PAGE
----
Friday, 15 August 2008

Energising the Far North with a new mood of optimism

LAST week I saw the huge onshore drilling rig at Swiney House, Lybster, for the first time. I've been away from the Far North for six weeks. Far too long, I know, but Siberia and holidays ran hard against the end of the parliamentary session.

With the SNP Government announcement of ambitious energy grid plans between Scotland and Norway, we have a major European dimension to take into account. Thus I had the pleasure of inviting one of our EU policy advisers, Dr Aileen McLeod, to see the North's energy potential for herself. She is one of our European election candidates in her own right whilst at present working for Alyn Smith MEP.

Retaining control of energy policy in Scotland is one of the SNP's red-line issues in relation to the debate about the Lisbon Treaty. Of course its proposals, fortunately, have been kicked into touch by the majority of Irish voters in their referendum. However, with the First Minister's visit to Caithness next month, let's recognise we have a huge part to play in making Scotland energy self-sufficient. We export 10 times the oil we currently use, though the price benefits are yet to be won for our citizens instead of the London Treasury.

The Lybster rig has an important role to retrieve oil from close offshore which is symbolic of a new mood of optimism regarding energy production in the Far North. However, it underlines my long campaign to ensure that the railway to Wick is upgraded, not least to convey bulk freight to the south. The lack of interest from HITRANS and many other bodies has been revealed, but the transfer of oil from Lybster cannot be contemplated on the already overburdened A99 and A9.

My colleagues in the Dornoch Rail Link Action Group and other constituents contact me to ask what progress we can make. Others have suggested that the rail spur to Lybster could be reopened to link with the line at Wick. Indeed one correspondent asked if the possibilities of a rail route direct to Helmsdale can be surveyed. For my part I'm delighted that the First Minister announced the important upgrades to the Inverness-Perth line as well as the incremental developments on the A9. Personally, my resolve to campaign even harder to get a multi-modal transport system – i.e. rail and road fit for the 21st century – does not stop at Inverness.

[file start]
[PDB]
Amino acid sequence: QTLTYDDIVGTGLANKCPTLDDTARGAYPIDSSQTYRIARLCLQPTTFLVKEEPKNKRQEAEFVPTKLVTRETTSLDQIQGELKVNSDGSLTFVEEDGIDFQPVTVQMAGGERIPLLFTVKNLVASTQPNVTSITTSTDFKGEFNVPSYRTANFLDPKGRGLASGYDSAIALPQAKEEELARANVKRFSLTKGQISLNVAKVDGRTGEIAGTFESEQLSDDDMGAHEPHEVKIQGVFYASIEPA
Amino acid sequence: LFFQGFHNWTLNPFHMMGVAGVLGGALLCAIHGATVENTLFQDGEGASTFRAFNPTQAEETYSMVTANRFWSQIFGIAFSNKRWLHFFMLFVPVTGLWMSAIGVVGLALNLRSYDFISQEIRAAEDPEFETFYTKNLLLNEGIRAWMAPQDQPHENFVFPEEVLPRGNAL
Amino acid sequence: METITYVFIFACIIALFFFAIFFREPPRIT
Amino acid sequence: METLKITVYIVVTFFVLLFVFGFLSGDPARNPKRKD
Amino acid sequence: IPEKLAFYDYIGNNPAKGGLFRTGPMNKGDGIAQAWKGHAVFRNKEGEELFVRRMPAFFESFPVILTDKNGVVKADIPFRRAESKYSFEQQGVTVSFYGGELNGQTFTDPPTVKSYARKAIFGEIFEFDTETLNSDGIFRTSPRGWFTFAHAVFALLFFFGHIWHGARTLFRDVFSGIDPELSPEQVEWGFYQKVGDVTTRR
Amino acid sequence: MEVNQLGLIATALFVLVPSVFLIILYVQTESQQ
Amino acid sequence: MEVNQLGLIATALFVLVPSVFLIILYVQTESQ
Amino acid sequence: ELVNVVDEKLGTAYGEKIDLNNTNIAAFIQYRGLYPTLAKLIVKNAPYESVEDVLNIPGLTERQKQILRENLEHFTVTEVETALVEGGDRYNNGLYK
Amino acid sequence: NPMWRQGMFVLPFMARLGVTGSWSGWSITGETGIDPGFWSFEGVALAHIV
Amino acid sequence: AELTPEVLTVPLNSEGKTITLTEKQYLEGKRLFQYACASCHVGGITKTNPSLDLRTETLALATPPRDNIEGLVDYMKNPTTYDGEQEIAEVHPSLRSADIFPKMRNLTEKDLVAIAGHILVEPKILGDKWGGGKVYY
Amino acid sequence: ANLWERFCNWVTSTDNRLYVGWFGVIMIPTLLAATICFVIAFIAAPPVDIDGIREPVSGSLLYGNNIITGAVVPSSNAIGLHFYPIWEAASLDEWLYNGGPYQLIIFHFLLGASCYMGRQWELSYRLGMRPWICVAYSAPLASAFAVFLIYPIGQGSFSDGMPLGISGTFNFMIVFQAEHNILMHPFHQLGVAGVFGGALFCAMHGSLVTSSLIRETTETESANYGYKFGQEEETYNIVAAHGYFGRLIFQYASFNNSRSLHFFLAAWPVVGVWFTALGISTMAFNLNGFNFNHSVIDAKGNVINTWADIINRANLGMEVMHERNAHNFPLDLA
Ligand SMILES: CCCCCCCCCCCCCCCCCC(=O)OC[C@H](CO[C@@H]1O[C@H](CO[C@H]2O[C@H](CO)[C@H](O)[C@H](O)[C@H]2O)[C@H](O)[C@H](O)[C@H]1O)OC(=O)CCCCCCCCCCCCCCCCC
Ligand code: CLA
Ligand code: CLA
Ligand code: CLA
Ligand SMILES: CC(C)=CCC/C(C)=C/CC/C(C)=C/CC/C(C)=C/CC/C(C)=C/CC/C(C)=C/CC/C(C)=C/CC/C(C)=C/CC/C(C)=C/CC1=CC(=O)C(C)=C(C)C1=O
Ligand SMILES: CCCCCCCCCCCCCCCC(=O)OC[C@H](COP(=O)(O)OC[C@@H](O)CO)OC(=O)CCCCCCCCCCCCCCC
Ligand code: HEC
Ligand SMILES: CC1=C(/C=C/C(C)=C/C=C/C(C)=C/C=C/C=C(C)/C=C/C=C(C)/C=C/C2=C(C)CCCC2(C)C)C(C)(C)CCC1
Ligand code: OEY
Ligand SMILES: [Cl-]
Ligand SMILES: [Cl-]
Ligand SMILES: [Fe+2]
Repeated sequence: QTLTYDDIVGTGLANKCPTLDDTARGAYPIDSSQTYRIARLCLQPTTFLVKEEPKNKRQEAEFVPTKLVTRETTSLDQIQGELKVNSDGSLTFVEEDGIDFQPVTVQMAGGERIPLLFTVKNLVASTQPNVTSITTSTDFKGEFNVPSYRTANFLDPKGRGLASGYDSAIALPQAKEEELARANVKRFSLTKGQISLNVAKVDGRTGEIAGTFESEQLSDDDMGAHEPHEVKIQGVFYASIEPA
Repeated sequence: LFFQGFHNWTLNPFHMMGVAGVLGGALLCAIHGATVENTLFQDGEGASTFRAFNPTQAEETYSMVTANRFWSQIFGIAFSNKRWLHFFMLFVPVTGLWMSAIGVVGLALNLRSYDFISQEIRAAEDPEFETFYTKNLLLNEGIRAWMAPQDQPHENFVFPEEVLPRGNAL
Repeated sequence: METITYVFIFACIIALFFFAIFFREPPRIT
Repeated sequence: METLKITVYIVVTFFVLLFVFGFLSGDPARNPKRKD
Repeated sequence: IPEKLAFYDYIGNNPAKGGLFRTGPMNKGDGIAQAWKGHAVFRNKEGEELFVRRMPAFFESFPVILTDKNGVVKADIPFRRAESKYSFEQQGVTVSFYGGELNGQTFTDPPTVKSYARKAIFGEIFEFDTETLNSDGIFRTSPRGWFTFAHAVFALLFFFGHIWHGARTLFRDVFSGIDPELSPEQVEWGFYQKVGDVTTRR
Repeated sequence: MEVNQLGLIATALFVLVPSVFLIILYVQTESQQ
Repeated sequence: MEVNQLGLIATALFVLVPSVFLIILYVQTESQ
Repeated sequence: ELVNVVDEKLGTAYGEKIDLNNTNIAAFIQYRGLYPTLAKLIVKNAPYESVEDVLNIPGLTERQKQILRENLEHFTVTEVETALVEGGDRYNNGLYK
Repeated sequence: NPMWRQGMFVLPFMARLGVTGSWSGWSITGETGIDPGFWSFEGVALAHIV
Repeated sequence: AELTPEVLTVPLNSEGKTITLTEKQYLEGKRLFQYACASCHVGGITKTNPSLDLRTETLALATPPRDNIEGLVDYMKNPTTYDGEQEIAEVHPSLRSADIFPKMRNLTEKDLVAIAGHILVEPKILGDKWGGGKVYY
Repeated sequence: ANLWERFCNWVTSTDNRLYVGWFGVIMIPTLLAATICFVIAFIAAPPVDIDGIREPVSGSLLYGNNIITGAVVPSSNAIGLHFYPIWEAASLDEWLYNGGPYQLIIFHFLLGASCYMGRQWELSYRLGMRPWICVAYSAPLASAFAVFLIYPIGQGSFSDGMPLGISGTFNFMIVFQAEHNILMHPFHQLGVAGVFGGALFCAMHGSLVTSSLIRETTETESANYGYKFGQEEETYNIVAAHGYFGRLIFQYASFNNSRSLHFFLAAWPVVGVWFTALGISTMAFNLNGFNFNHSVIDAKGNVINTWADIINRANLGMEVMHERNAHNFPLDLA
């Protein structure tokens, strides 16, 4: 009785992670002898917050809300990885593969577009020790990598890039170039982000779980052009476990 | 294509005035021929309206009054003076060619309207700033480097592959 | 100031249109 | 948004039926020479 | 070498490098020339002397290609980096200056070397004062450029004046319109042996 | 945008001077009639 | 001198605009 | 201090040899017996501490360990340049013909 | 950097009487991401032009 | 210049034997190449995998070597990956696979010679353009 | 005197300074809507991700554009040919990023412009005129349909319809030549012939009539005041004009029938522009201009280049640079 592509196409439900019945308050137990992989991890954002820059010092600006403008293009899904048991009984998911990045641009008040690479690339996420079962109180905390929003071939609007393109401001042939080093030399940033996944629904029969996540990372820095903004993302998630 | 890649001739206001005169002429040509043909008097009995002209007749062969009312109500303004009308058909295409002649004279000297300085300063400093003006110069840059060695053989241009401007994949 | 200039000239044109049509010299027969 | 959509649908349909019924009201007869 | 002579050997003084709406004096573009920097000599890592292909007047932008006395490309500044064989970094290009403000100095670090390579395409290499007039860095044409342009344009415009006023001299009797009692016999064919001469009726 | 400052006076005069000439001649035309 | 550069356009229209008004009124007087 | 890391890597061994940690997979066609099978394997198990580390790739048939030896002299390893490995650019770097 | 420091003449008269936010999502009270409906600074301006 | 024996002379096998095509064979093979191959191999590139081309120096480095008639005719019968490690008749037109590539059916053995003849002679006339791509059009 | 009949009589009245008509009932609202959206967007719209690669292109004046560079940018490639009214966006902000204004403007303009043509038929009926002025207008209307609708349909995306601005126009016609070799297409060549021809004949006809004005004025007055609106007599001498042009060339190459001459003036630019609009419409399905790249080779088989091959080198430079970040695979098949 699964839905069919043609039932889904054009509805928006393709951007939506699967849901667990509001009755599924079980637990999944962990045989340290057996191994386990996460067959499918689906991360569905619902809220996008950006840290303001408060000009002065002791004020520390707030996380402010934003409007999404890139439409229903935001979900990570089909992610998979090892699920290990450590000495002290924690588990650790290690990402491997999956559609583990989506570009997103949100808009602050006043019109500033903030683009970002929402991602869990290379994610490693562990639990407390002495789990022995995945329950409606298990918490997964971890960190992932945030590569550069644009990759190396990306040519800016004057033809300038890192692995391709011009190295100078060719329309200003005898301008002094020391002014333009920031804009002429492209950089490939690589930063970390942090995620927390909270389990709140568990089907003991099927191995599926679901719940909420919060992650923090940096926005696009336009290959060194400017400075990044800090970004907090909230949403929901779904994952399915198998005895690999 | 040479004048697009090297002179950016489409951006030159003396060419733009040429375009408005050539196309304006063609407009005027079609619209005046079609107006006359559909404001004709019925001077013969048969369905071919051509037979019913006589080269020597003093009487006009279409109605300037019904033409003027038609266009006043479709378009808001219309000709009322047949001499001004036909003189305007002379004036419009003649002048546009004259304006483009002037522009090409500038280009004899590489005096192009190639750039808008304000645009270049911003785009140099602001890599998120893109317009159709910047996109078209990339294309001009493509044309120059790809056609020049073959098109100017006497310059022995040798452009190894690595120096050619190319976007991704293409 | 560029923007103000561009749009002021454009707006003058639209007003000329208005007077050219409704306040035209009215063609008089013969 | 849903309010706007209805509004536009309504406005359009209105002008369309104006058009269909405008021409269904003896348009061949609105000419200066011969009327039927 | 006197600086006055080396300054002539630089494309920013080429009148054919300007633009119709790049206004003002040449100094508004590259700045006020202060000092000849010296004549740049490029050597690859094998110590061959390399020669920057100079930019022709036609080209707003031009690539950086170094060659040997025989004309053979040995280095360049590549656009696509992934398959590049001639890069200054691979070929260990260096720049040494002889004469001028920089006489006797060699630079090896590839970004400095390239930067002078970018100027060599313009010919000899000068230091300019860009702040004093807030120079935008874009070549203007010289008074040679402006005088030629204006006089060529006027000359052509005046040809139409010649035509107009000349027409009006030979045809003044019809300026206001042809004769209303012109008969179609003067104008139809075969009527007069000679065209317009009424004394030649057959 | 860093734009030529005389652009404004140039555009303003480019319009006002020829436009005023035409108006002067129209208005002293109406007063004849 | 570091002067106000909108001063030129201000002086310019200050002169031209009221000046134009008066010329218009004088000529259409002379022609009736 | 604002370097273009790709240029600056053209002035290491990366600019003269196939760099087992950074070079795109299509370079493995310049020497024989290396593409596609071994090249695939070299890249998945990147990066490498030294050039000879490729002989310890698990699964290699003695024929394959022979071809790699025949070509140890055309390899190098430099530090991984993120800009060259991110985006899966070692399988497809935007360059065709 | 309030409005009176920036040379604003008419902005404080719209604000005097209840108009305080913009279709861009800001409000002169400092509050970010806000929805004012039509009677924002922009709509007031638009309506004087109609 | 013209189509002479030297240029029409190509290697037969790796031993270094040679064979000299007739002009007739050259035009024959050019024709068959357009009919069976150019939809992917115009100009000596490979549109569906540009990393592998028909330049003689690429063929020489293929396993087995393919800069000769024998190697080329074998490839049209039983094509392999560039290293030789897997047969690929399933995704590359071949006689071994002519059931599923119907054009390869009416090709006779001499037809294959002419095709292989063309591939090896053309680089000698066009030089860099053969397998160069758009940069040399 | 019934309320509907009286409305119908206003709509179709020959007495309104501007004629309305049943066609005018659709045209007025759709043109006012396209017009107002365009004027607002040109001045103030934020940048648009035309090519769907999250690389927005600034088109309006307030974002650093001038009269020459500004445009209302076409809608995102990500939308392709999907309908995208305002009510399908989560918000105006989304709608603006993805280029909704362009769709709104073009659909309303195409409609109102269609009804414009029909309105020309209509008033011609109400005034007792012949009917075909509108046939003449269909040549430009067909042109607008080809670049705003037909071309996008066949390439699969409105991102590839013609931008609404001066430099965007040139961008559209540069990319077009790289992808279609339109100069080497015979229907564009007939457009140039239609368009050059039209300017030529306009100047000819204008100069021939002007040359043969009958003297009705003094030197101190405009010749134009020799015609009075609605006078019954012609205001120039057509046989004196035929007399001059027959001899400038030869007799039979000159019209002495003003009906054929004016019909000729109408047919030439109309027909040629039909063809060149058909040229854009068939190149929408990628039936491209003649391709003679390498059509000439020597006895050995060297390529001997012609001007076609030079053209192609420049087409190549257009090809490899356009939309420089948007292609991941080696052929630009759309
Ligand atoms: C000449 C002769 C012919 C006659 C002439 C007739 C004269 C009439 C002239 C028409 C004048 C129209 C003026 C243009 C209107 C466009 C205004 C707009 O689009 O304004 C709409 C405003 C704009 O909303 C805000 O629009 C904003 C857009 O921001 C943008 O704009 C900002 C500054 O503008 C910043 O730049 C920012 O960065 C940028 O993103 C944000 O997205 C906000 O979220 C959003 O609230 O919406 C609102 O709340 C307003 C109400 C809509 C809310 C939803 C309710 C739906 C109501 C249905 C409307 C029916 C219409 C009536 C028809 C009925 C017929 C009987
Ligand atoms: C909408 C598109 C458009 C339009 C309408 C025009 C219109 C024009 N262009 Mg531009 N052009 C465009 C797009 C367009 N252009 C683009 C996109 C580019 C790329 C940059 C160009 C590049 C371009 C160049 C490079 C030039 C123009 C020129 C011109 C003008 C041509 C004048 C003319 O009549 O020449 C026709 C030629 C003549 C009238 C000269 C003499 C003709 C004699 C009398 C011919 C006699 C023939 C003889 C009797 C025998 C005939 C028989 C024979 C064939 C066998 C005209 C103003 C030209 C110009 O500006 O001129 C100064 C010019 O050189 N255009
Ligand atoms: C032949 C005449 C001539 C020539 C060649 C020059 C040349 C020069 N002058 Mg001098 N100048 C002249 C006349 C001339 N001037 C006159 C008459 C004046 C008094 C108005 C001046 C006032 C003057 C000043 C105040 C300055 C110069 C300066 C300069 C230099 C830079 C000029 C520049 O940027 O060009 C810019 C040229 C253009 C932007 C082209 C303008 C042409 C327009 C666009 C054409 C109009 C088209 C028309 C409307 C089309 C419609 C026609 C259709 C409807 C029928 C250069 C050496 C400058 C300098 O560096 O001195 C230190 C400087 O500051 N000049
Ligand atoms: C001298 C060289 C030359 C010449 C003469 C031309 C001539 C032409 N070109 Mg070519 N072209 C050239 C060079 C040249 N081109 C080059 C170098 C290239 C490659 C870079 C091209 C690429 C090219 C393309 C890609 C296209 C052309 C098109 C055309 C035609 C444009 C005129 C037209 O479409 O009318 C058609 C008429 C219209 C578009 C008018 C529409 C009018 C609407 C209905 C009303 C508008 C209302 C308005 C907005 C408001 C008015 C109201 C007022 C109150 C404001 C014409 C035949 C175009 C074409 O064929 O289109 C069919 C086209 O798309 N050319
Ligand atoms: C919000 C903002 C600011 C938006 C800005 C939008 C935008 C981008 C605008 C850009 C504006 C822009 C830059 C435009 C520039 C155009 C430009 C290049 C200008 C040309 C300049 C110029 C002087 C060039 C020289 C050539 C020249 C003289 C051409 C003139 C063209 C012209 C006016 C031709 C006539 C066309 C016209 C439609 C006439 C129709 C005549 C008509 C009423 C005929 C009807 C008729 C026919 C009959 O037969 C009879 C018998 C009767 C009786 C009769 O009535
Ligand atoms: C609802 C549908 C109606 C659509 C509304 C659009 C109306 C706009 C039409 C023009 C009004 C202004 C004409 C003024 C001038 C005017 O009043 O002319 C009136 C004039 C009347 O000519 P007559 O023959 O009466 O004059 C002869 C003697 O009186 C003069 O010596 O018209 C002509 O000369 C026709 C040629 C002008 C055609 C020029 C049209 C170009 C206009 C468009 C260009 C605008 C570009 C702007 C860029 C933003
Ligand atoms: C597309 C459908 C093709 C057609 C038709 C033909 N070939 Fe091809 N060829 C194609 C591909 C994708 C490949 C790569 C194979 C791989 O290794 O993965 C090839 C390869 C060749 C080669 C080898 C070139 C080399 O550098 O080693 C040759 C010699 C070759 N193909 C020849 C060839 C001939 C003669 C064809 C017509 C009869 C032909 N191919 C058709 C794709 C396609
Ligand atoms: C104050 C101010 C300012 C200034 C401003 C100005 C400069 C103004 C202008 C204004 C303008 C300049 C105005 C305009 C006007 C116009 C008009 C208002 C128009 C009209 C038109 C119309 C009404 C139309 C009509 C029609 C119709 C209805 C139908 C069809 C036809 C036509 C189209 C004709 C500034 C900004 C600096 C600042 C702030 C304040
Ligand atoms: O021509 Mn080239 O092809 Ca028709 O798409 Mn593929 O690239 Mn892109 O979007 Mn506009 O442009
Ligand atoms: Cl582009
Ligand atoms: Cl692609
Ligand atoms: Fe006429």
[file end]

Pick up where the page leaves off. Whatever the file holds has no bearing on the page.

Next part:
THE cost of fuel is on everyone's lips. We fear for the poorest and weakest in the community when winter comes along. Incredibly Gordon Brown is bungling along without any clear ideas to help. We must await his economic plan in September. But a seemingly unintended leak has suggested that families may get a winter heating allowance. Surely plans to increase the insulation in houses would be a longer term approach? But no, nothing but a quick fix seems on the cards.

In contrast, the Scottish Government has boosted the grants for home renewables such as solar panels. But with oil on an ever-rising spiral we really have to get every family involved in energy saving.

I am glad that the Highland Council will be setting the CHaP scheme in Wick on a sound footing. Tighter management was needed and some problems need urgent attention, but it is the way ahead. I have backed it from the start but optimism needs realism to kick in and the council takeover is a statement of intent as to the delivery of the scheme in full.

THE outline of a three-year plan to help deliver a sustainable and profitable Scottish fishing industry that has adapted to high fuel costs has been published by the Scottish Government.

The plan was agreed by fisheries secretary Richard Lochhead and the industry's Fuel Task Force when they met in Aberdeen, where it was announced that, as a first step, resources totalling almost £29 million will be made available to implement the three-year plan. This includes focusing £26 million from the European Fisheries Fund on measures to help the fishing industry adapt to rising fuel prices.

The plan puts in place a range of innovative fuel efficiency measures to cut fishing boats' fuel consumption and running costs. It aims to improve the marketing of Scottish seafood to boost its brand, reputation and value, and drive forward other efficiencies by reducing some non-fuel costs, such as e-log books, and tackling the issue of discards.

Scottish ministers reiterated their determination to continue to press the UK Government and European Union for additional aid.

Richard Lochhead said: "The Scottish Government is determined to help the fishing industry adapt to high fuel costs and, although we can't control the price of fuel, we will do what we can to help in other ways. The fishing industry has been particularly hard hit with the crippling increase in fuel prices. Fuel costs count for as much as half the earnings of boats and cannot be passed on.

"Through the Fuel Task Force we have worked closely with the industry to pull together the outline of a three-year plan of action that will help the fishing industry in Scotland adapt to cope with rising fuel costs."

The Scottish Government has earmarked almost £29 million – a combination of Scottish and European funds – to support this plan of action. Despite limited resources, Edinburgh is willing to do all it can to make these go as far as possible to help our fishermen and the industries and communities like ours.

It is very disappointing to endure the continuing lack of financial support from the UK Government.

Scotland cannot alone address the wider economic impact of rising fuel prices. Therefore it will be a big issue in both European and Westminster elections when they come along.

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